various foreign services, large suins of money, in defiance of (his repeated promises, and particularly in violation of the en'gagements which were implied in the allurances given by him

the Bank of England upon their Resolution of the nith Fe«bruary.

16. • That it appears that if the said advances of the Bank to «Government had been paid off when required, or confidera(bly reduced, the Bank would have been enabled to reduce, <if expedient, the amount of its outstanding notes; and that • such option would have been of essential service to its interests.

18. · That it appears from the evidence of the persons con"nected with the Bank, that if the said advances had been paid

off when required, or considerably reduced, the Bank would " have been enabled to give more extended aid to the mercantile (interest of Great Britain in the way of discount.

18. · That it appears that if the advances on Treasury Bills had been paid off when required, and as the Chancellor of (the Exchequer had promised, and the foreign remittances ab• stained from, as the Chancellor of the Exchequer had like( wise promised, there would have existed no necessity for the « Order of Council.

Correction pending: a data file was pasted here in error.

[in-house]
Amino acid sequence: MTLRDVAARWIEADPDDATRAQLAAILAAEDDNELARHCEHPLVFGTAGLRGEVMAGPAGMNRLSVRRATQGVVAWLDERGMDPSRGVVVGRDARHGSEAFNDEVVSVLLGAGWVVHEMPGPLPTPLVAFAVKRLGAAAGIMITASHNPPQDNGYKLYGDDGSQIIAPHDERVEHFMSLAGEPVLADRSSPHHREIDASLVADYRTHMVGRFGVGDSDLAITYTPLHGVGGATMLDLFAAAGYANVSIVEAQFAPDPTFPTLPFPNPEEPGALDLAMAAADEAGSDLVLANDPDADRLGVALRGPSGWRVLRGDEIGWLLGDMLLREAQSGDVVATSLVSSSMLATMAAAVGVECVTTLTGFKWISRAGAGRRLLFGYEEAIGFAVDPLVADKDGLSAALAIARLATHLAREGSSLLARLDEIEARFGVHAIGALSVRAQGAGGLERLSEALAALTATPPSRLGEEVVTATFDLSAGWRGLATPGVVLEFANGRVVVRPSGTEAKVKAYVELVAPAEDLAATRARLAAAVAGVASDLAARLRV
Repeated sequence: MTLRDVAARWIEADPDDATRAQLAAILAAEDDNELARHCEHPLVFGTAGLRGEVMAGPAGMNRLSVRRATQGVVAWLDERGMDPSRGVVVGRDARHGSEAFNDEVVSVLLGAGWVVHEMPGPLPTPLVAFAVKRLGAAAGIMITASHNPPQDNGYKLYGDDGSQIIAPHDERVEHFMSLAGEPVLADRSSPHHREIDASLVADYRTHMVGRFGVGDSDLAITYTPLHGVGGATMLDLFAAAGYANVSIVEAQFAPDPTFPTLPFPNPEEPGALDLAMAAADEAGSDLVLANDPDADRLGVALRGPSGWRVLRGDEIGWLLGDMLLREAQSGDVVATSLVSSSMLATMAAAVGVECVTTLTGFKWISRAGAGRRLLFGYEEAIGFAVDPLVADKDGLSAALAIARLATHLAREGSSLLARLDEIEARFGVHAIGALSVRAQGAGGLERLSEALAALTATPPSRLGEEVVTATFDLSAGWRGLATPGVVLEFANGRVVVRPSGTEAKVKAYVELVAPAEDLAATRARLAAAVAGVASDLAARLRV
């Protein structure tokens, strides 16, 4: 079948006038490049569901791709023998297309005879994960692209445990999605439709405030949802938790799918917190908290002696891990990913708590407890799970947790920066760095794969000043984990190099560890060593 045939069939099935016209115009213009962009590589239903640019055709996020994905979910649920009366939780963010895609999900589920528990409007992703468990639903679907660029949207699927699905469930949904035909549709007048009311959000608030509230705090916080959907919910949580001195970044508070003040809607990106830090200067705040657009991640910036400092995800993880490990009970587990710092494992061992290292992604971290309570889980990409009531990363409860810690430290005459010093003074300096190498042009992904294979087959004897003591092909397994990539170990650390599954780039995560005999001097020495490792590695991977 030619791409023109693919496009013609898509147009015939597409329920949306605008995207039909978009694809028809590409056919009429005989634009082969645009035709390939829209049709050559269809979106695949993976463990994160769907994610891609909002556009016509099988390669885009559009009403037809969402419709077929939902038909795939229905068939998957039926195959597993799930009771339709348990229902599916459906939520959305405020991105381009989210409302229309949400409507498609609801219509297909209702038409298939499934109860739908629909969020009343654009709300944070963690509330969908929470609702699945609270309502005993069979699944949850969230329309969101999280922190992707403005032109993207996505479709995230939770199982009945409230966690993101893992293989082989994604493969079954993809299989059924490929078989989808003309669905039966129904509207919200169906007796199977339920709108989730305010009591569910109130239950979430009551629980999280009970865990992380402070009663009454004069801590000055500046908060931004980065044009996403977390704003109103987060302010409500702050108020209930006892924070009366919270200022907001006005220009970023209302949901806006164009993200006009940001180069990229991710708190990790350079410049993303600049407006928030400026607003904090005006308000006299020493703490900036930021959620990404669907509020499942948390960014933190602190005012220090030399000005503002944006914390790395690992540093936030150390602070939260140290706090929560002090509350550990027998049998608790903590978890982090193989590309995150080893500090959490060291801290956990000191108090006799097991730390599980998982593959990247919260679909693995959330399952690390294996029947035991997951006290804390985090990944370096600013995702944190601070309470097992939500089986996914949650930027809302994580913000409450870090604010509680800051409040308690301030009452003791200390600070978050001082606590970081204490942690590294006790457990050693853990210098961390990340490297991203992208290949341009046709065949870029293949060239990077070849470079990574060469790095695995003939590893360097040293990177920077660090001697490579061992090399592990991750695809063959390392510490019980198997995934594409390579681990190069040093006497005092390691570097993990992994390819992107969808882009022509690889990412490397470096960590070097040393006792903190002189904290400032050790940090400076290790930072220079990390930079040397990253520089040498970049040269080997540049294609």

19. · That it appears to this House upon the most attentive confideration of the circumstances above stated, that the Chan(cellor of the Exchequer has been guilty of a criminal inatten

tion to the public interest, and a high breach of duty, by which (the credit of the nation has been materially iinpaired.''

The Chancellor of the Exchequer, before entering upon the extensive subject which was embraced by the speech of the Honour. able Gentleman who had just sat down, thought proper to say a few words on the preliminary topic upon which he had touched. He had begun with stating his dissent from the opinion of the Secret Committee, and from what he supposed to be the almost unanimous opinion of the House, that Government were not justifiable, under all the circumstances of the case, in issuing the Order of the 26th of February, prohibiting the Bank from paying their notes in specie. The opinion of the Honourable Gen. tleman was, that it would have been better that the Bank should have been drained of their last guinea, than that this Order should have been interposed. As he (Mr. Pitt) found, however, that the Committee were unanimously of a different opinion, that the